Tuesday, June 14, 2005

Life as a snitch for a drug task force

Regular readers know I've a keen interest in the use of "snitches" by law enforcement, which is one of the true gray areas where dirty cops and criminals often merge purposes in ways that don't always seem to serve justice.

Case in point: A Durango, CO drug task force officer
allegedly extorted sex from a female confidential informant (CI) and burned her identity with drug dealers she was setting up, placing her life in danger. Officers threatened her with jail if she called her lawyer. When she finally blew the whistle and passed a lie detector test regarding the officer's misconduct, the CI's deal was revoked, sending her to prison despite having fulfilled the terms of her agreement. That's some slimy stuff, right there.

A sidebar to the article describes the drug task force's snitching policies:

[T]o District Attorney Craig Westberg, informants are somewhat of a "mixed bag." Some are meth addicts who want to kick the habit and help law enforcement. Others have long criminal histories and care only about helping themselves.

What’s more, Westberg says, juries don’t always look favorably upon informants. Some informants have long criminal records and hope for leniency in exchange for testifying.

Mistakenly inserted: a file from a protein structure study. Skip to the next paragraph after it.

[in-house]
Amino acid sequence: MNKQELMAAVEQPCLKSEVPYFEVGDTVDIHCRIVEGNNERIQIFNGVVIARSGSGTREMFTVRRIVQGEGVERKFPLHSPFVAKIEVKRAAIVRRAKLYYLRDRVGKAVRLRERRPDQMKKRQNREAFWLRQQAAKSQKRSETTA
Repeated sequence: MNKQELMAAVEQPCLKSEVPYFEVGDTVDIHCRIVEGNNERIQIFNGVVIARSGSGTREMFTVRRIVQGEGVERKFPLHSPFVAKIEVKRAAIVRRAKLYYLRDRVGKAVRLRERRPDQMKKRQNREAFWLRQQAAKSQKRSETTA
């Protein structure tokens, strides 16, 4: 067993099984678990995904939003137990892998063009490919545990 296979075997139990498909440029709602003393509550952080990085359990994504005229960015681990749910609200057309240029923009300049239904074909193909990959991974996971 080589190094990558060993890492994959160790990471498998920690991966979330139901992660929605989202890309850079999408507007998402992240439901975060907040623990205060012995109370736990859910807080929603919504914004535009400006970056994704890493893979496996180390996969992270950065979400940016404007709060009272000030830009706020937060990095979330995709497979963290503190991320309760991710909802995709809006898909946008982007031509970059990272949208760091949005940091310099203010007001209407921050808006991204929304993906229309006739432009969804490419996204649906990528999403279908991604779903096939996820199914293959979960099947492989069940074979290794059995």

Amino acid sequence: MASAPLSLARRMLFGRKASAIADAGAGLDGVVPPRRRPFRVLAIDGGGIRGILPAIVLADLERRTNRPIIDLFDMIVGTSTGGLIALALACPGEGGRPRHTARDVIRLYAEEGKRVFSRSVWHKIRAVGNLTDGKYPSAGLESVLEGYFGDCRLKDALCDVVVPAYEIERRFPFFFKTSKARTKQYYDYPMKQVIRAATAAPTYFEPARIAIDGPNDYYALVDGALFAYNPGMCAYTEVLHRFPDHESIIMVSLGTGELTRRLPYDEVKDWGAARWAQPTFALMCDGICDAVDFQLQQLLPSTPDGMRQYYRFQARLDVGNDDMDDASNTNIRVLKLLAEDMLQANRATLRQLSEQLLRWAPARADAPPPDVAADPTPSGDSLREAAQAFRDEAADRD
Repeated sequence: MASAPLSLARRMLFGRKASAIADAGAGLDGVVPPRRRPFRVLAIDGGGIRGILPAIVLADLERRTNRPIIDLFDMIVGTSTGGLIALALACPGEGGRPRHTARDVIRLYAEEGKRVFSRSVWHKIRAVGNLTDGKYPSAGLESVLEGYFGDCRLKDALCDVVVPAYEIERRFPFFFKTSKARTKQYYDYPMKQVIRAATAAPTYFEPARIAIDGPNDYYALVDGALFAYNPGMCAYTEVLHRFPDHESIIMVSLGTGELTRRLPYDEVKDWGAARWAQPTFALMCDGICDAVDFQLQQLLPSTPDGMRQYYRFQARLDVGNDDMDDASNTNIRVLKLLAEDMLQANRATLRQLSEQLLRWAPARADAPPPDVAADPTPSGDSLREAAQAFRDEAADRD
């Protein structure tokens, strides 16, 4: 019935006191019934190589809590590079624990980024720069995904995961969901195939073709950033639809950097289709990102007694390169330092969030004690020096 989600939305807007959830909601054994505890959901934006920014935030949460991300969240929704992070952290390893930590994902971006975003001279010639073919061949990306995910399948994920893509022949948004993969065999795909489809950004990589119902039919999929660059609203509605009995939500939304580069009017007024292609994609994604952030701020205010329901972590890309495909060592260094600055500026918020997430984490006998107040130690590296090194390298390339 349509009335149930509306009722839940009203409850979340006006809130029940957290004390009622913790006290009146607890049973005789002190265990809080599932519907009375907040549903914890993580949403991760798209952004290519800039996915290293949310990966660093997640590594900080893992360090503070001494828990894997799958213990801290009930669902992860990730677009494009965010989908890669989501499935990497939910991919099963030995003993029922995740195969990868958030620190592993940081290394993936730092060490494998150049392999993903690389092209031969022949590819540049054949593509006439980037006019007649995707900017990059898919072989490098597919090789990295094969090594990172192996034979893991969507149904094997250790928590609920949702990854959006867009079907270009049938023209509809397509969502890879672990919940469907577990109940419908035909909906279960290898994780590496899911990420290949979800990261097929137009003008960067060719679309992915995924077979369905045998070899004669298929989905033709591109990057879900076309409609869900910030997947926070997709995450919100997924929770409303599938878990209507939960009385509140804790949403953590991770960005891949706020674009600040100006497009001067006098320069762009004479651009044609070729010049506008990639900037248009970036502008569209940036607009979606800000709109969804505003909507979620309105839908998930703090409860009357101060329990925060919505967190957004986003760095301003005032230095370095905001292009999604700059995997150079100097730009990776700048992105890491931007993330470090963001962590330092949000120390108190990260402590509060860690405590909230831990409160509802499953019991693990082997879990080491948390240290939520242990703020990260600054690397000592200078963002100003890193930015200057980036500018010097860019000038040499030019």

So Westberg is hesitant to put informants on the witness stand."We’ve always got to be careful that this is done in a situation where the defense cannot claim entrapment," he says

Rarely are offenders offered a plea bargain before becoming an informant, Westberg says. It’s more common for informants to work with the Task Force under the assumption that investigators will pass along a good word if they do a good job. ...

Informants are not paid, and they must sign a contract not to consult a lawyer, says Davis. That does not violate their constitutional rights because they already have waived a Miranda right to be represented by counsel.

"If they plan on working with us," Davis insists, "we don’t want them talking to anyone." The contract generally offers no rewards or leniency for their cooperation.
No lawyer and no promise for leniency? My God, what half-wit would sign THAT contract? Now that the Texas legislative session's behind us, one of my goals over the next few months is for this blog to examine more closely confidential informant practices by law enforcement, both in Texas and the drug war generally. If y'all see stories or resources out there on this topic, please send them my way.


Anonymous said...

I was of the people screwed by this women. I am not a meth dealer or user. All she had to do is give our names no evidence of her claims was ever investigated. They just kick your door in. These rednecks have no business in a postion of authority. That woman got #$!@ed literally by them and then ended up going to prision anyway....someone should kill them all.

Gritsforbreakfast said...

Anonymous, if you have any more information about this informant, why don't you email me with more background at shenson@austin.rr.com? I'm not a lawyer and can't do anything for your case, but we're gathering case studies of informant-related abuses and I'd like to know more about this CI.